Robert Darnell
Robert Darnell

Researchers at the New York Genome Center (NYGC), The Rockefeller University, and other NYGC member institutions recently demonstrated the potential of IBM Watson for Genomics to analyze complex genomic data from state-of-the-art DNA sequencing of whole genomes and provide a report of potential clinically actionable insights within 10 minutes.

The proof-of-concept study used a beta version of Watson for Genomics technology to help interpret whole-genome sequencing (WGS) data for one patient. For the research, Watson’s time to generate a report of 10 minutes was measured against human curation and analysis of the same patient data, which took 160 hours to reach the same conclusions.

The findings were published in the journal Neurology Genetics, and was a part of the NYGC’s ongoing efforts to advance the use of next-generation sequencing (NGS), particularly WGS, in precision medicine.

In the study, NYGC researchers and bioinformatics experts analyzed DNA and RNA from a glioblastoma tumor specimen and DNA from the patient’s normal blood, and compared potentially actionable insights to those derived from a commercial targeted panel that had previously been performed. The whole-genome and RNA sequencing data were analyzed by a team of bioinformaticians and oncologists at the NYGC as well as a beta version of IBM Watson for Genomics, an automated system for prioritizing somatic variants and identifying potential therapies.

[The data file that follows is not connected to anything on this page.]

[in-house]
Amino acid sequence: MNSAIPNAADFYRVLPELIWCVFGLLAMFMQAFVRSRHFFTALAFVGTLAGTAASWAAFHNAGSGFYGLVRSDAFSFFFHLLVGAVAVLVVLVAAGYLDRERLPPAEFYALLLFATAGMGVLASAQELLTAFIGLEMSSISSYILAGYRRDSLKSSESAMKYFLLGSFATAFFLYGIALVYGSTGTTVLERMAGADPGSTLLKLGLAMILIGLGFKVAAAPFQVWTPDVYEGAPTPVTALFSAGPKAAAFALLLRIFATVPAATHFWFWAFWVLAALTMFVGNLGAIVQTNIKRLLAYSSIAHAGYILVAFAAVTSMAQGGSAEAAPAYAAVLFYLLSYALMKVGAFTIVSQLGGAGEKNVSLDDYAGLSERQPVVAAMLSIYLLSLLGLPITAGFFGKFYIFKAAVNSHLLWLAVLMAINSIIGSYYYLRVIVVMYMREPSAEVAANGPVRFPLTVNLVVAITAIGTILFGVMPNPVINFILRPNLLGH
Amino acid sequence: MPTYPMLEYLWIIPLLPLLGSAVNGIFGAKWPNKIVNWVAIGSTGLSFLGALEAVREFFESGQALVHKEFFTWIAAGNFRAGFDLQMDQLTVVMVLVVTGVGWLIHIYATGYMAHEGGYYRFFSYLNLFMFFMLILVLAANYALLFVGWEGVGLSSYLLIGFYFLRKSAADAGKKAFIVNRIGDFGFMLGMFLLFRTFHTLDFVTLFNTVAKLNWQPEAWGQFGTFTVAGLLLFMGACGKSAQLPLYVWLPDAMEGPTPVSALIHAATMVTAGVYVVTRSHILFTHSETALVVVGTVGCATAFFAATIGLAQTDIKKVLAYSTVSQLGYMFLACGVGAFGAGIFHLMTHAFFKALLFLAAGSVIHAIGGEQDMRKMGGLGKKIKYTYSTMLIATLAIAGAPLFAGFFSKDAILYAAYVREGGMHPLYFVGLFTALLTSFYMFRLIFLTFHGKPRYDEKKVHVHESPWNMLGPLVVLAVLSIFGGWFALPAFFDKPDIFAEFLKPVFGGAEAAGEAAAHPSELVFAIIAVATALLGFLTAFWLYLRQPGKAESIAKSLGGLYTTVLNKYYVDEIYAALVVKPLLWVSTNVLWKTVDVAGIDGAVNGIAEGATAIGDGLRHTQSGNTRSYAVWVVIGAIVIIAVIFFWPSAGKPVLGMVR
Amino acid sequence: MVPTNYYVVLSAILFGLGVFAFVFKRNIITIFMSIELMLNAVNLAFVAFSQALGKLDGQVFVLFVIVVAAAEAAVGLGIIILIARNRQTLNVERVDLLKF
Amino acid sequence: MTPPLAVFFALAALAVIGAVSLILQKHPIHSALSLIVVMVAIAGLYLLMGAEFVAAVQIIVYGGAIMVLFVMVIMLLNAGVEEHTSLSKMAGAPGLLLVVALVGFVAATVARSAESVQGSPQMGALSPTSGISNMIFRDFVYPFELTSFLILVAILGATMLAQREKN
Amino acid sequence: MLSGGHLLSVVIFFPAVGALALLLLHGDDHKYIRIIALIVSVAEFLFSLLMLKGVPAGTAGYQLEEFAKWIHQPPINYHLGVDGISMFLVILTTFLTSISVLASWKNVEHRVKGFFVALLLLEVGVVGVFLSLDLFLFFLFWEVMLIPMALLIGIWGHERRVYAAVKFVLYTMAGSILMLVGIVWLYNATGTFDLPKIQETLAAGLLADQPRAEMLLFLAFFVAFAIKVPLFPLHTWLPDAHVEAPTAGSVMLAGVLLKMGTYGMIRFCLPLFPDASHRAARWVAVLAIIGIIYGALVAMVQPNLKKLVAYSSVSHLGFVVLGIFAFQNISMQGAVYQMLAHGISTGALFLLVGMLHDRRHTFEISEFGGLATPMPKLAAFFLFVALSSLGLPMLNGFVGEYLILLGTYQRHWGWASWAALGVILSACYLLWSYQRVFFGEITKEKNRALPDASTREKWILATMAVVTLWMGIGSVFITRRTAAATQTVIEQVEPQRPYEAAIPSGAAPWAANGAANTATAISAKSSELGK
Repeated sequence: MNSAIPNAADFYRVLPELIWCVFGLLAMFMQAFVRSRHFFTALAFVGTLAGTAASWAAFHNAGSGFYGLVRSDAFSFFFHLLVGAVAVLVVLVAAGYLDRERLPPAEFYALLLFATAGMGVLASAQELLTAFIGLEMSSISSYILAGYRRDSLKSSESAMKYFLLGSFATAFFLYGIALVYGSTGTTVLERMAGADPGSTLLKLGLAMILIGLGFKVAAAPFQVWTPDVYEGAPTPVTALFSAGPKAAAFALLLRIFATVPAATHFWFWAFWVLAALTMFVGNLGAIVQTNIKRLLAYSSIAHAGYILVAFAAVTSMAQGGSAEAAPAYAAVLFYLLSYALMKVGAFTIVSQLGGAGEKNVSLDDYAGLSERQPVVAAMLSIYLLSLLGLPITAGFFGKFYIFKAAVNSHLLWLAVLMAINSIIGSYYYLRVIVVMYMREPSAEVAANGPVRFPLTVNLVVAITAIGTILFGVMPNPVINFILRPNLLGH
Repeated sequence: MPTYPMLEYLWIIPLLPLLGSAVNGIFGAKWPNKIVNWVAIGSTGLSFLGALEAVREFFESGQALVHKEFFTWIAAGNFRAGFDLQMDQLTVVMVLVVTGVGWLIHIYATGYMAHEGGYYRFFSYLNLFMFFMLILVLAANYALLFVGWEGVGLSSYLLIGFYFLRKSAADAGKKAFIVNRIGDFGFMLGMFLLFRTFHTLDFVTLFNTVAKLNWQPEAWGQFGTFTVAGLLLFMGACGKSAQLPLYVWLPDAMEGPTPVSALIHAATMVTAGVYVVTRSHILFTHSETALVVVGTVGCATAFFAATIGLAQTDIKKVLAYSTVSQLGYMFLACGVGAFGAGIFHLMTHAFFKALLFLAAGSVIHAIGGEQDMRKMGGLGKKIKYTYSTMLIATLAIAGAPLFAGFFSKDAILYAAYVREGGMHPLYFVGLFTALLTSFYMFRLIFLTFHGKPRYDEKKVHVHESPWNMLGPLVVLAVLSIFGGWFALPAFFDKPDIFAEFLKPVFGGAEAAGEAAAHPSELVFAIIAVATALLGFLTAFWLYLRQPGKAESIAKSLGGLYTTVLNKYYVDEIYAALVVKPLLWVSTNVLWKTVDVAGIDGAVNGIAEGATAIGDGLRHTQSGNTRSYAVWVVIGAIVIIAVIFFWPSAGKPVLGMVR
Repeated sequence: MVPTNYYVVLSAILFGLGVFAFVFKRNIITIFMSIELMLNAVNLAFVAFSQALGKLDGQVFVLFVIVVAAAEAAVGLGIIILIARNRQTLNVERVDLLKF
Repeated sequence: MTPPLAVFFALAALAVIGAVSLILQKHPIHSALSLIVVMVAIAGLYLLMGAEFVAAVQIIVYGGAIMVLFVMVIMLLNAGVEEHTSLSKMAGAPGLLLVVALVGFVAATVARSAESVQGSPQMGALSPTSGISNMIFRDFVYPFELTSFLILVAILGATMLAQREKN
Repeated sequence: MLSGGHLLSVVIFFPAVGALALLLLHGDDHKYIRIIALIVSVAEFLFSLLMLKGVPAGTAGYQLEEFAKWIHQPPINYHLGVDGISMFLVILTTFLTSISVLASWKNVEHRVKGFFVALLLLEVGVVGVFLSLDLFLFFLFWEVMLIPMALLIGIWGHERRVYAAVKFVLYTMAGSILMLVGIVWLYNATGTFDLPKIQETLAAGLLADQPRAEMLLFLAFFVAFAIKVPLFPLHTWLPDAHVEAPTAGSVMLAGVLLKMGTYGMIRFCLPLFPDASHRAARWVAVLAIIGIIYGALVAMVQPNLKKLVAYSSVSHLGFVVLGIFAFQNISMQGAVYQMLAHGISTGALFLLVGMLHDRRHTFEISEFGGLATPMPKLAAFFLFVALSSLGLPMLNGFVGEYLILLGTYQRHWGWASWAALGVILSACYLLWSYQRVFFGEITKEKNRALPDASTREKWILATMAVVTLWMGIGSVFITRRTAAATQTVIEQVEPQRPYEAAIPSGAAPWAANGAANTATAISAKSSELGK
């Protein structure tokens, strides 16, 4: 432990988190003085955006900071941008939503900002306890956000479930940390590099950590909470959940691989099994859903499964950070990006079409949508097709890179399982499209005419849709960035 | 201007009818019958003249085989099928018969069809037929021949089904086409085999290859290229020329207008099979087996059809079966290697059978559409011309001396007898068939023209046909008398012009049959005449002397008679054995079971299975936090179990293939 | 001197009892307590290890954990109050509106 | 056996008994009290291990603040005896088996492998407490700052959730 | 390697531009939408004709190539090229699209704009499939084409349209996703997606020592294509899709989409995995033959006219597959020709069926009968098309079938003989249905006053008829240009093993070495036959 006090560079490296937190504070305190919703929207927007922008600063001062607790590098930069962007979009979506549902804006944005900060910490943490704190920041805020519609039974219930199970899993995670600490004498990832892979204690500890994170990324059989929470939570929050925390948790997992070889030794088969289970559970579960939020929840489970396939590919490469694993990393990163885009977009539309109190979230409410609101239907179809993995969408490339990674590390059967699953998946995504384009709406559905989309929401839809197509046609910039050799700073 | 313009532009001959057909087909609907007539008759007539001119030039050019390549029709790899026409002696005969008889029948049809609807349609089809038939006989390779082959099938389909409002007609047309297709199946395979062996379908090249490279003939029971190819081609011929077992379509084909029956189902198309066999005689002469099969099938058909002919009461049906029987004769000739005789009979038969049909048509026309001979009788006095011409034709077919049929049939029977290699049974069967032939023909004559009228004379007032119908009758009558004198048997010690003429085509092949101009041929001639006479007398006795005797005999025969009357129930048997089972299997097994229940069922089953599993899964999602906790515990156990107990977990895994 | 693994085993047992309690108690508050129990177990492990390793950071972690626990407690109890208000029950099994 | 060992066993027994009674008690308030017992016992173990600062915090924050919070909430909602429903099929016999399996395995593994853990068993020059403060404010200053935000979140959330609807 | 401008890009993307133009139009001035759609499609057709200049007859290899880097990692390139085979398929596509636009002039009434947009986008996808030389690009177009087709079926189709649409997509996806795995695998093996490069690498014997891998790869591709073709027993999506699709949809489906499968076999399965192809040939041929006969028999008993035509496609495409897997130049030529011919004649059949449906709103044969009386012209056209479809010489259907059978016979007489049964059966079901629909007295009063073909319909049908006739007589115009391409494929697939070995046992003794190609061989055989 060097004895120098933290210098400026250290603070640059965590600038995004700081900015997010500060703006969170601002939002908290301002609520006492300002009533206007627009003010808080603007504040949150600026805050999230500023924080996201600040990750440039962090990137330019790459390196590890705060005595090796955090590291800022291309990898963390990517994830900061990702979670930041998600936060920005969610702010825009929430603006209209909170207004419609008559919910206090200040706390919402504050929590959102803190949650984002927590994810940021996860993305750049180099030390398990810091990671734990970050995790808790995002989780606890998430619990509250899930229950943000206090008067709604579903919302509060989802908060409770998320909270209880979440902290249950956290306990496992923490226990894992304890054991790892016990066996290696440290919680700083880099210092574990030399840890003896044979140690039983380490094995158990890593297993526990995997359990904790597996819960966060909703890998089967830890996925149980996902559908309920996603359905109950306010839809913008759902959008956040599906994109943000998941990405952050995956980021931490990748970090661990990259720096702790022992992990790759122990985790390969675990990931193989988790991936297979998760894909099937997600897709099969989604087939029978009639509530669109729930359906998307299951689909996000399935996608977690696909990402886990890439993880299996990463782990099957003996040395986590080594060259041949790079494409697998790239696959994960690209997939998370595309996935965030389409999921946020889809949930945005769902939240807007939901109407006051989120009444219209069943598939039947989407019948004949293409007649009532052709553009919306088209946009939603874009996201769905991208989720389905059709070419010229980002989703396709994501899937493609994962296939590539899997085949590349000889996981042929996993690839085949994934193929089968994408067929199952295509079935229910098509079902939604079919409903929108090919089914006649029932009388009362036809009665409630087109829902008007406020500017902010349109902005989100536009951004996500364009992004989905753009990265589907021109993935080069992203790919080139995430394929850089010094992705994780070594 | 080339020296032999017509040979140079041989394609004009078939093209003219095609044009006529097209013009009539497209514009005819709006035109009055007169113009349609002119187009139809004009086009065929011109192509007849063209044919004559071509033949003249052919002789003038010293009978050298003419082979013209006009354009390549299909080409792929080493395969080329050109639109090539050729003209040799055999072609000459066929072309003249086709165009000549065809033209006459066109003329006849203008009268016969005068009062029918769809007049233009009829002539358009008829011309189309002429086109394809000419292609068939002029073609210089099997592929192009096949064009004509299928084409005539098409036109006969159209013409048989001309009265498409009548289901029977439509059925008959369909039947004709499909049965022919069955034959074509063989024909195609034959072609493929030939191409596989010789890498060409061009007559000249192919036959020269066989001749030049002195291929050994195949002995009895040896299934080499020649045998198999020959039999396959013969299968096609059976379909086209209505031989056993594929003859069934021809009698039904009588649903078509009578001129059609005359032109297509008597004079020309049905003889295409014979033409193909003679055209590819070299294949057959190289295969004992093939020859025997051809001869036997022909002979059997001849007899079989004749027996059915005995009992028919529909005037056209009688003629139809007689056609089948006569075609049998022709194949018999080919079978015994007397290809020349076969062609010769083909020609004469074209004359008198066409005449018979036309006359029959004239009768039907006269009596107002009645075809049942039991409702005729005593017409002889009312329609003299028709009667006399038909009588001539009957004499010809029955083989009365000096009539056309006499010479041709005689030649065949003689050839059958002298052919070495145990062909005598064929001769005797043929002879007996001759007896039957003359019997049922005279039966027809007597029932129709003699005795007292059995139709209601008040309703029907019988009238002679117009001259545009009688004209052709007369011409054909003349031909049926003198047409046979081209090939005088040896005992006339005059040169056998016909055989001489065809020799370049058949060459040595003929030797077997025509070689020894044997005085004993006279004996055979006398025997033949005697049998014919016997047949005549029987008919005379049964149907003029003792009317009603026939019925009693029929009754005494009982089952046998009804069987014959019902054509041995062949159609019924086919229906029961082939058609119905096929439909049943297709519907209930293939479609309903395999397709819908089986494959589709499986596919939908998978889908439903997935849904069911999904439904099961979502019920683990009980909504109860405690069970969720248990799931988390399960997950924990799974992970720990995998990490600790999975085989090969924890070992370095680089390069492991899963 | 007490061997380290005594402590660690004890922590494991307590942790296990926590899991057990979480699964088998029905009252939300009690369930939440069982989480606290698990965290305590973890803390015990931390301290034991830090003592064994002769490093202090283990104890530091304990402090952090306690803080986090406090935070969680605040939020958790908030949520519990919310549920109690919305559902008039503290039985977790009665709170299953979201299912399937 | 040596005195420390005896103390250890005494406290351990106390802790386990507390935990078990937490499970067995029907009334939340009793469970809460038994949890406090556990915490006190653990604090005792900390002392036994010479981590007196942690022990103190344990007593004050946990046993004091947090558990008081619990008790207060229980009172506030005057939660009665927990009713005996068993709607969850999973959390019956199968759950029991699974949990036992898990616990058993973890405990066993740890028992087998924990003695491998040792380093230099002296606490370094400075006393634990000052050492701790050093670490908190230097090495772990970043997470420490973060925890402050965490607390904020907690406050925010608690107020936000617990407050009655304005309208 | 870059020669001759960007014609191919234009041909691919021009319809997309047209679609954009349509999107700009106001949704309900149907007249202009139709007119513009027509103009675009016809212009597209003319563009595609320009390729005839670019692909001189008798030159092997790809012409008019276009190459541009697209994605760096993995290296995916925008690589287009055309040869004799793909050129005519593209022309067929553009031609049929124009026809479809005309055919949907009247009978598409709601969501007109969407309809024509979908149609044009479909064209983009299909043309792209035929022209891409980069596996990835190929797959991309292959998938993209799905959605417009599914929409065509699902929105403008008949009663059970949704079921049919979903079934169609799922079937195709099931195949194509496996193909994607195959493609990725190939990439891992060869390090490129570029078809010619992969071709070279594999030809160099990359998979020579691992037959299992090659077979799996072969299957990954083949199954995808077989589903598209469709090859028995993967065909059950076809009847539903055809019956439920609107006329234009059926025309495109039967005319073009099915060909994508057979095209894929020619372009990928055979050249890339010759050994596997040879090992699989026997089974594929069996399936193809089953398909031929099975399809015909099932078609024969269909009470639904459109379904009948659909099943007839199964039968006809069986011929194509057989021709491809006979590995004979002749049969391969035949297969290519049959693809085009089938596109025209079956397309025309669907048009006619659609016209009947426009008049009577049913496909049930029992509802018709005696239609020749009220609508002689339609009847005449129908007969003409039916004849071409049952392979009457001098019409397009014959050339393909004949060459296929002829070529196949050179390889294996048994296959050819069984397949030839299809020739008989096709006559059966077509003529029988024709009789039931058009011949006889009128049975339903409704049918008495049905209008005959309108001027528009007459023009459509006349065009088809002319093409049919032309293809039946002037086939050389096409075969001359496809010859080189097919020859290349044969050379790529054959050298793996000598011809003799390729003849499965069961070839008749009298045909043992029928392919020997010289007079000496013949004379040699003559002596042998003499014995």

Watson for Genomics processed both abstracts and full text articles from PubMed; and using this information, the NYGC and Watson collaborated to identify gene alterations of therapeutic significance.

“Our partnership has explored cutting-edge challenges and opportunities in harnessing genomics to help cancer patients,” said Robert Darnell, M.D., Ph.D., a professor and senior attending physician at The Rockefeller University and founding director of the NYGC. “We provide initial insights into two critical issues: What clinical value can be extracted from different commercial and academic cancer genomic platforms and how to think about scaling access to that value.”

In addition to the proof-of-concept for the Watson platform component of the study, it also showed that WGS identified more clinically actionable mutations than the current standard of examining a limited panel of genes. WGS currently requires significant manual analysis and interpretation, which is made more challenging by the volume of data generated by WGS and the constantly growing body of published knowledge on the molecular drivers of cancer and potential targeted therapies.

Watson for Genomics aims to leverage WGS data with AI to significantly reduce the time needed between the completion of genome sequencing and providing doctors with meaningful clinical-decision support.

“This study documents the strong potential of Watson for Genomics to help clinicians scale precision oncology more broadly,” said Vanessa Michelini, Watson for Genomics innovation leader. “Clinical and research leaders in cancer genomics are making tremendous progress toward bringing precision medicine to cancer patients, but genomic data interpretation is a significant obstacle, and that’s where Watson can help.”

The research was conducted in 2015–2016 using a beta version of Watson for Genomics. The platform is now commercially available for genomic data interpretation via IBM’s partnerships with Quest Diagnostics and Illumina, and as a cloud-based software for clinicians and researchers.

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